Lieutenant Colonel
Charles B. Kingsbury

Lieutenant Colonel Charles B. KingsburyFollowing his graduation from the United States Military Academy on 1 July 1840, Lt. Col. Charles Kingsbury began a 30 year career in the Army. In 1845 Kingsbury distinguished himself by becoming the first Ordnance officer to accompany the Army in the field during the Mexican-American War. In August 1845, he was directed to report to General Taylor, the commander of the Army of Occupation at Corpus Christi, TX. His orders were received at Washington, DC at 10 AM and by 9 PM that night; he was steaming down the Potomac on his way to the Gulf of Mexico.

After organizing his department at Corpus Christi and establishing a supply depot on St. Joseph Island, he was then transferred to Galveston. His assignment at Galveston was to forward artillery and ammunition to Point Isabel to meet with General Taylor's army when it arrived at the Rio Grande. He next reported to General Wool as the Chief of Ordnance to the Army. He spent six weeks at San Antonio preparing the ordnance supply train for the long and arduous march through an unknown and hostile country. On the way he discovered two pieces of field artillery that formerly belonged to Mexico. As they were of a peculiar caliber, it was necessary to improvise new ammunition to make them useful. These two guns went on to provide valuable services at the Battle of Buena Vista.

As a Captain, Kingsbury was serving as the Principal Assistant in the Ordnance Office when word was received that Virginia had seceded from the Union and Governor Letcher was about to send an armed force to capture Harper's Ferry Arsenal and about fifteen thousand muskets and rifles for use by the rebellion. The Secretary of War immediately ordered Kingsbury to the command of the arsenal. It soon became evident that any attempt to defend the post with the few regulars on hand would fail. The only alternative was to destroy the arms stored there to prevent them from falling into the hands of Confederate sympathizers. Since the peril was imminent, there was no time for deliberation or discussion. With a full sense of the responsibility he incurred, he determined to destroy, if possible, the armory and its contents. When the report came that Letcher's raiders were within three miles of the armory, the order was given to apply the match. Although some shops and machinery fell into the hands of the enemy, the arms for which the expedition was principally undertakes were destroyed and the first rebel enterprise of Virginia was defeated.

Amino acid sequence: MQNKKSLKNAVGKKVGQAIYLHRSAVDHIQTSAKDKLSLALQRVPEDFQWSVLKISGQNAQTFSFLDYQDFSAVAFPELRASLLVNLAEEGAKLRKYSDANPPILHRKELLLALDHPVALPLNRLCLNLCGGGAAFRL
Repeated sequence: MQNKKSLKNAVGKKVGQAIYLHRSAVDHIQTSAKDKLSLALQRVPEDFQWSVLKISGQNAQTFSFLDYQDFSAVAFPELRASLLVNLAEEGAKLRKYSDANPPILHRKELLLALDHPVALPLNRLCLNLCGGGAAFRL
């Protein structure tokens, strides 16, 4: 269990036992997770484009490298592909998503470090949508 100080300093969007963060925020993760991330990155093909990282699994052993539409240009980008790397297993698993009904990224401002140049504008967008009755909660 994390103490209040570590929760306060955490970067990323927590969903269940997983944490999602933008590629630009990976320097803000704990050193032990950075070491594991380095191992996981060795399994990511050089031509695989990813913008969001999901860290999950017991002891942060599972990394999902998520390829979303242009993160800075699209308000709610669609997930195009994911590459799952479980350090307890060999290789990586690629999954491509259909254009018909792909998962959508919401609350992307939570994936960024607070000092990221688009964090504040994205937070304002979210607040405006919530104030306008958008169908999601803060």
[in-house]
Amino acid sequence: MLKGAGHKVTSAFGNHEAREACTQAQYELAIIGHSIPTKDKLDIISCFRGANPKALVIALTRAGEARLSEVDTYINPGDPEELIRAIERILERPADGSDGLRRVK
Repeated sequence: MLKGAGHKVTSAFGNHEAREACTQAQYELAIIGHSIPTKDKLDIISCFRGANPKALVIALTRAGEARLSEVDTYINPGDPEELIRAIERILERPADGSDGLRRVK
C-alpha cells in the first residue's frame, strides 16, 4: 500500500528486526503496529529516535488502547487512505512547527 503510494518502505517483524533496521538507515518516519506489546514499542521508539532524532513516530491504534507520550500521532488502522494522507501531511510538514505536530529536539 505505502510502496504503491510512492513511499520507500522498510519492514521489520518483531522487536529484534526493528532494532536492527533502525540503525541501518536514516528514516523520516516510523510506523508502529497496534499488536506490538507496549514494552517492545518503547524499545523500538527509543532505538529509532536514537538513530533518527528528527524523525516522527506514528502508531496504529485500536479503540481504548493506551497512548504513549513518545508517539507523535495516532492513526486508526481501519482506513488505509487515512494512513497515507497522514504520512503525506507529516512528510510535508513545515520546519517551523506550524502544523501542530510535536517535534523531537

The destruction of the arms at Harper's Ferry was probably much more important of an event than was supposed at the time. The facts seem to indicate beyond an doubt that the object of the raid was to capture the arms and proceed at once to Baltimore, arm the ruffians and traitors then having supremacy in the city and make an easy conquest of Washington. If that night at Harper's Ferry saved the capital, it may have well as saved the nation. If the seat of government had fallen to the rebels, France and England may well have given the recognition that the Confederacy needed to win the war.

When Congress established Rock Island Arsenal on 11 July 1862, Kingsbury was appointed as a member of the Board of Officers to determine the best site for the principal building. He was also assigned to oversee construction and command the arsenal. He was at once impressed with the military capabilities of the location. Foreseeing that a national; armory and manufacturing facility would be required to meet the needs of the Mississippi Valley, he soon urged that the United States acquire the entire island. Much of the manufacturing, railroad and waterpower companies were attempting to lease or purchase the island before and during the government's interest in the location.